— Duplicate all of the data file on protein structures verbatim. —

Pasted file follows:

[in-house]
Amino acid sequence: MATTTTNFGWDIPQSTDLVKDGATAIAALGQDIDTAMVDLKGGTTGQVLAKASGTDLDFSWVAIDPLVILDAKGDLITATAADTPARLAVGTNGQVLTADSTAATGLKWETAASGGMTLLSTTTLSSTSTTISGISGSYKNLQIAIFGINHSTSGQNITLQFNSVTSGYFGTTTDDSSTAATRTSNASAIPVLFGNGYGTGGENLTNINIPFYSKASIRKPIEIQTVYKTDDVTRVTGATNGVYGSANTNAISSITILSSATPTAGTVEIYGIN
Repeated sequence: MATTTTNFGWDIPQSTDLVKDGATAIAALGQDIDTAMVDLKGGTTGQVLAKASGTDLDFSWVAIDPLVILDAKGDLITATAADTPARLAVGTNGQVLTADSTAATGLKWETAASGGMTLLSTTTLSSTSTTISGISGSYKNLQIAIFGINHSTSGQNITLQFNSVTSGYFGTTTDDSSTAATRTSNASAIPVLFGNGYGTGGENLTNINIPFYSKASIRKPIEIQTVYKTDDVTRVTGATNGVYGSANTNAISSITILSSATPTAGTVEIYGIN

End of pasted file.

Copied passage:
[in-house]
Amino acid sequence: MATTTTNFGWDIPQSTDLVKDGATAIAALGQDIDTAMVDLKGGTTGQVLAKASGTDLDFSWVAIDPLVILDAKGDLITATAADTPARLAVGTNGQVLTADSTAATGLKWETAASGGMTLLSTTTLSSTSTTISGISGSYKNLQIAIFGINHSTSGQNITLQFNSVTSGYFGTTTDDSSTAATRTSNASAIPVLFGNGYGTGGENLTNINIPFYSKASIRKPIEIQTVYKTDDVTRVTGATNGVYGSANTNAISSITILSSATPTAGTVEIYGIN
Repeated sequence: MATTTTNFGWDIPQSTDLVKDGATAIAALGQDIDTAMVDLKGGTTGQVLAKASGTDLDFSWVAIDPLVILDAKGDLITATAADTPARLAVGTNGQVLTADSTAATGLKWETAASGGMTLLSTTTLSSTSTTISGISGSYKNLQIAIFGINHSTSGQNITLQFNSVTSGYFGTTTDDSSTAATRTSNASAIPVLFGNGYGTGGENLTNINIPFYSKASIRKPIEIQTVYKTDDVTRVTGATNGVYGSANTNAISSITILSSATPTAGTVEIYGIN